Humor Travel Life
Every March, the city of Grand Rapids, Michigan comes together for LaughFest. This community-based comedy festival features local performers and events around town. Comedy events and shows include: films, stand-up, improvisation, and sketch. Local comedians have the opportunity to perform for the community and in addition, the festival also brings in big-name talent like Trevor Noah, Tiffany Haddish, John Mulaney, Anjelah Johnson, Joel McHale, Howie Mandel, Kathy Griffin, Seth Meyers, and George Lopez – just to name a few.
2018 was the first time I was actually back in Michigan for LaughFest. I had the opportunity to see Grand Rapids comedy all-stars like AnnaFlora Somers, Sean Francis, and Joe Anderson perform. Grand Rapids has a thriving arts community worth checking out if you live there or find yourself visiting GR someday.
LaughFest also includes unique events that aren’t just about comedy performances, but the joy of laughter and humor. One of those, Laughter Yoga, was something that I had the opportunity to do with my good friend Allison. I knew of yoga and laughter, but not Laughter Yoga. I was intrigued and thought it would be something fun to try. The best part is that my friend Allison also happens to be the person I love to make laugh the most, so I knew it would be perfect for the both of us to experience together.
Gilda’s Club Grand Rapids is the charitable non-profit organization that puts on LaughFest every year. It offers free emotional support for cancer patients, family members, and friends. The great thing about LaughFest is that it is not just a comedy festival; It also raises money for Gilda’s Club to continue to help those affected by cancer. It’s a truly amazing event, because it brings the community of Grand Rapids together for a good cause.
Our adventure with Laughter Yoga took place on the very last day of the LaughFest program. It was a Sunday afternoon, and this event was going to be held at the actual Gilda’s Club location. I had never been there before, so I was excited to see it. Our group included people of all ages and backgrounds. Allison and I prepared by wearing out workout attire to this event, assuming there would be actual yoga work involved. Although we did a bunch of laughter exercises, the best way to describe our experience was very similar to that of a basic improvisation class more so than a yoga class.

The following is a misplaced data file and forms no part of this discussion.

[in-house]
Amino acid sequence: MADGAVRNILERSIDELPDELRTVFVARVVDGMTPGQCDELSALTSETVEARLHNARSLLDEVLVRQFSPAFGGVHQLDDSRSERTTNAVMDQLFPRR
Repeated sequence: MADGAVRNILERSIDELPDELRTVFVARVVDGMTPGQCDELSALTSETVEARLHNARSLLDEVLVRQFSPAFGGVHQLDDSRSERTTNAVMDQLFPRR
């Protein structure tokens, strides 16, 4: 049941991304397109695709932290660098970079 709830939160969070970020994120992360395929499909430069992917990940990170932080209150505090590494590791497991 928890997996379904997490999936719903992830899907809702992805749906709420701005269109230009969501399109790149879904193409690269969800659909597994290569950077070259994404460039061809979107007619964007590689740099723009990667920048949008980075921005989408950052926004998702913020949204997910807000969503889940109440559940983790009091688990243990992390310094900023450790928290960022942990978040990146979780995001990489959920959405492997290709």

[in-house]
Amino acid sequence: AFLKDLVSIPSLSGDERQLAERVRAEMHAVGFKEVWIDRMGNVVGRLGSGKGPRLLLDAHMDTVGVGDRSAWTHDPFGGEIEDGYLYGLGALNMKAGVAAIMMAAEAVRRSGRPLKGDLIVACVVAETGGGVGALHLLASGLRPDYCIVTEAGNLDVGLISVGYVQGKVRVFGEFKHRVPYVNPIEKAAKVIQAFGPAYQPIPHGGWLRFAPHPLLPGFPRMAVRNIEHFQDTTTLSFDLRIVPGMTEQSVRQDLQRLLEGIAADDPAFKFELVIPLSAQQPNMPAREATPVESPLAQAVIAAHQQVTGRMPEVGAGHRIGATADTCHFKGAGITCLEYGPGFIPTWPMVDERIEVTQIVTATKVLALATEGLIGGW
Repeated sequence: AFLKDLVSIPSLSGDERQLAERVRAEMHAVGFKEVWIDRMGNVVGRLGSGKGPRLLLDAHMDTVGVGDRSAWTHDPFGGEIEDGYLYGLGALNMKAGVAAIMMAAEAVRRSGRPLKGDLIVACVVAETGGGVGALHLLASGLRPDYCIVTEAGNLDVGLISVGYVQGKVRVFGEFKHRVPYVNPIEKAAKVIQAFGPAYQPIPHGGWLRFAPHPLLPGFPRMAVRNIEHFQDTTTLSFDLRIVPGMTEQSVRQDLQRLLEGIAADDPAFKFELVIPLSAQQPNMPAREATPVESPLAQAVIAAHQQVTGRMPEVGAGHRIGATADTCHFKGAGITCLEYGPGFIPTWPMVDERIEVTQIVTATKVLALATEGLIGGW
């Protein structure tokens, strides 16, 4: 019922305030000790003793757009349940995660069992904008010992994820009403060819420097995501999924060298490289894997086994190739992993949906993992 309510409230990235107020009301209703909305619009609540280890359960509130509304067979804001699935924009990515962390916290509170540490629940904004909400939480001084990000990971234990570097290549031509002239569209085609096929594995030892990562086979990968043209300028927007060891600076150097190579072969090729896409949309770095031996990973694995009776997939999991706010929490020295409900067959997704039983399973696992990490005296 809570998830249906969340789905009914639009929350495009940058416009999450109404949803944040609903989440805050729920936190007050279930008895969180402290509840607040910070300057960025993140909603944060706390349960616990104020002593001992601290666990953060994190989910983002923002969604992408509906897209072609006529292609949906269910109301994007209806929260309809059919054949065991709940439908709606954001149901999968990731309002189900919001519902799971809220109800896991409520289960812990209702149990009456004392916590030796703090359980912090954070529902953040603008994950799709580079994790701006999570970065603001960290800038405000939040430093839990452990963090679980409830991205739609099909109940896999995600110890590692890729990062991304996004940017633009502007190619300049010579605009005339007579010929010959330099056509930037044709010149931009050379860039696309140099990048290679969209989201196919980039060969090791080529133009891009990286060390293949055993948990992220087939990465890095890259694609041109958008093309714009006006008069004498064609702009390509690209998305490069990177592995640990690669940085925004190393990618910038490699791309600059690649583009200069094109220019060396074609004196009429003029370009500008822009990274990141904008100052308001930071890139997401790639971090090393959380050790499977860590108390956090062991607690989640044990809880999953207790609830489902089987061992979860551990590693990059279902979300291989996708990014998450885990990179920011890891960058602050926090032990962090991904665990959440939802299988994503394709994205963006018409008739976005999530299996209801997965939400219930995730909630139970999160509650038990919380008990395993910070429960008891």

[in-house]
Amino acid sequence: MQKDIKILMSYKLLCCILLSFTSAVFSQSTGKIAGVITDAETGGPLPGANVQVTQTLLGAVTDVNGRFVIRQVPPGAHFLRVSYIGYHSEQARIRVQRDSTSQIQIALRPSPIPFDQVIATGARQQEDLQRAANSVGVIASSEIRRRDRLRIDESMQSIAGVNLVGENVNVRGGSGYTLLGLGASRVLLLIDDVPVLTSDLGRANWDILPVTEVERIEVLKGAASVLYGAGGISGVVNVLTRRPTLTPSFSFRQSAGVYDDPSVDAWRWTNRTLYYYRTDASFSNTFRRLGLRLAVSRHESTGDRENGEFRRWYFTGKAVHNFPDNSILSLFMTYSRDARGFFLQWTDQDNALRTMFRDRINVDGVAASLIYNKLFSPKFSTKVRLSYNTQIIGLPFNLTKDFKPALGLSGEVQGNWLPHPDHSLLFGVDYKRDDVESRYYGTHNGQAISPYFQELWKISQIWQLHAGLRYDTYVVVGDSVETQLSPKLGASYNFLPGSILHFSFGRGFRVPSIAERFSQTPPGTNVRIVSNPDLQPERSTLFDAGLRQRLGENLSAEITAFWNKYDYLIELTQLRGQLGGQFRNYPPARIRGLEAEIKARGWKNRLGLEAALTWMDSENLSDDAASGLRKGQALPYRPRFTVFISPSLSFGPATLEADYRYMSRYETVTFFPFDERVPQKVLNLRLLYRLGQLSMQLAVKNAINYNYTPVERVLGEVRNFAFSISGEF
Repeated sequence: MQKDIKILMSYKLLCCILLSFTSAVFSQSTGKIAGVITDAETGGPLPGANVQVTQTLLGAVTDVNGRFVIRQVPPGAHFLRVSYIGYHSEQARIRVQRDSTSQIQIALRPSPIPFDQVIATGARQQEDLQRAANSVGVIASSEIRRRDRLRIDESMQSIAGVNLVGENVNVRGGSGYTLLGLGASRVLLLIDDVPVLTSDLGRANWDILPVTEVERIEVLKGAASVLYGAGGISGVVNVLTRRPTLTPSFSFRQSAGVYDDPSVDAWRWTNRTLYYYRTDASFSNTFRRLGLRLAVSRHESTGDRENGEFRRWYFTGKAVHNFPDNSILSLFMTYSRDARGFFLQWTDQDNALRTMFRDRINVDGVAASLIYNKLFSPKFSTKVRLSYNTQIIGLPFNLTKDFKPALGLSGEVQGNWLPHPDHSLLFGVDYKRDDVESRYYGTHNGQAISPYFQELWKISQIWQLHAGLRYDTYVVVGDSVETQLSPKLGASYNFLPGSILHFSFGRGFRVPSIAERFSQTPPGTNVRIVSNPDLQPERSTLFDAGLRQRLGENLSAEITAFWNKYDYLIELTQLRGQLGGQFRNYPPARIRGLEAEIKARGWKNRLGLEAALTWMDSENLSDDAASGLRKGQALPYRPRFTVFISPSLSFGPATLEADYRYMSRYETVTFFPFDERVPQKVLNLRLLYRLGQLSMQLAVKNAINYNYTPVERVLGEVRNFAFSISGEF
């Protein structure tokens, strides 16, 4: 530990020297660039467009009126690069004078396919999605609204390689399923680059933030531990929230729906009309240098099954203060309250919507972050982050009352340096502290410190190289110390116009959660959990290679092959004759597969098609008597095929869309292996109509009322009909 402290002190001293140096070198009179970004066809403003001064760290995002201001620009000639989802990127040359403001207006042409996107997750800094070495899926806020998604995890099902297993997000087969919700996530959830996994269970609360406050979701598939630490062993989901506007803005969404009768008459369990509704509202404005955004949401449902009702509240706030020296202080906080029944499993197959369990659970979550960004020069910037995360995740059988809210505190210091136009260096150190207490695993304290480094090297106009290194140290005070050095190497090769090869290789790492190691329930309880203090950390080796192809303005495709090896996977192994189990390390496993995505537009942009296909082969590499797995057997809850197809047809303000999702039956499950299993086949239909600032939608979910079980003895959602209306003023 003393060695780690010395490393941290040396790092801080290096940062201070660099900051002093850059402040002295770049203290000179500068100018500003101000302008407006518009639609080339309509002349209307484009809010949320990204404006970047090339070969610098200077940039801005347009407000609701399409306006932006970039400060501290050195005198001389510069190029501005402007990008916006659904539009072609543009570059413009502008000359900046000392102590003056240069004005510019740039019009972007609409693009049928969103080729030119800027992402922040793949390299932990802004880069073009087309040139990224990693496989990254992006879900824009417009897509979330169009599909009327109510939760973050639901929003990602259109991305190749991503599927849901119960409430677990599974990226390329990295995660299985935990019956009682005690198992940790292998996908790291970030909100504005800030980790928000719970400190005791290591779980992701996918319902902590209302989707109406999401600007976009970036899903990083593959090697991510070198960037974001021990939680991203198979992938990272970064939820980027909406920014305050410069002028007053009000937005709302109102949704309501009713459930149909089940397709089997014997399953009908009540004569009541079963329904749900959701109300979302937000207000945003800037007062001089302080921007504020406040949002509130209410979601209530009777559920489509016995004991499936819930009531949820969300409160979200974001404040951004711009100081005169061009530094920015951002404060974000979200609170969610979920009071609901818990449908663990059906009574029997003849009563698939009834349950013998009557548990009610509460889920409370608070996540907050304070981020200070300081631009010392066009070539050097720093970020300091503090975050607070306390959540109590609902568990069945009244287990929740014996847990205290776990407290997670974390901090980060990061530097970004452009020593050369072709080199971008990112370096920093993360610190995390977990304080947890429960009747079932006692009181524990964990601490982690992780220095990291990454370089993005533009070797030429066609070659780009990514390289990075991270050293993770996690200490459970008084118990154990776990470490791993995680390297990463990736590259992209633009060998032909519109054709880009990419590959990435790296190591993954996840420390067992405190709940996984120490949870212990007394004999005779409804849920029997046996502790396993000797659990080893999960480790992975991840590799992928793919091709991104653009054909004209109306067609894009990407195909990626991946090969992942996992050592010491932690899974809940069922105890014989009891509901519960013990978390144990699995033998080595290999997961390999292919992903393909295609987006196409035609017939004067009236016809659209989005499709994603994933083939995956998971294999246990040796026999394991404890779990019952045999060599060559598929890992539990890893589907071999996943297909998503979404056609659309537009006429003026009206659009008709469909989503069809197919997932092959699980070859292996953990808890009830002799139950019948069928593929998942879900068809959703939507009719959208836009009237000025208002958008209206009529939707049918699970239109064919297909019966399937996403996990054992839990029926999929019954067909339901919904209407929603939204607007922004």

Because laughter reduces stress, as does yoga, it would make sense to combine the two. I definitely felt the positive effects of all the laughing that we did that day, but I do think the marketing is a little misleading. It’s a free event so harm no foul, and more importantly, it was fun to do something with my friend and the Grand Rapids community. The thing is though, we were expecting more of a yoga-type class that included laughter. For marketing purposes, yoga sounds more appealing, but I would keep in mind that Laughter Yoga is more similar to that of an improv or intro-level theater class, than a fitness format.
At the end of the day though, being in my hometown and spending the day with one of my best friends made it a really great experience.
About the author
Jill Zwarensteyn is a writer, comedian, and television producer who has been featured on Amazon, truTV, The New York Times, Matador Network, BUST Magazine, Tiplr, ARTRPRNR Magazine, YourTango, Thought Catalog, GoMad Nomad, Mashable, The Daily Mail UK, the Cannes Film Festival, LaughFest, Women's Lifestyle Magazine, and the Funny Women Festival LA. For more info visit: http://www.jillzwarensteyn.weebly.com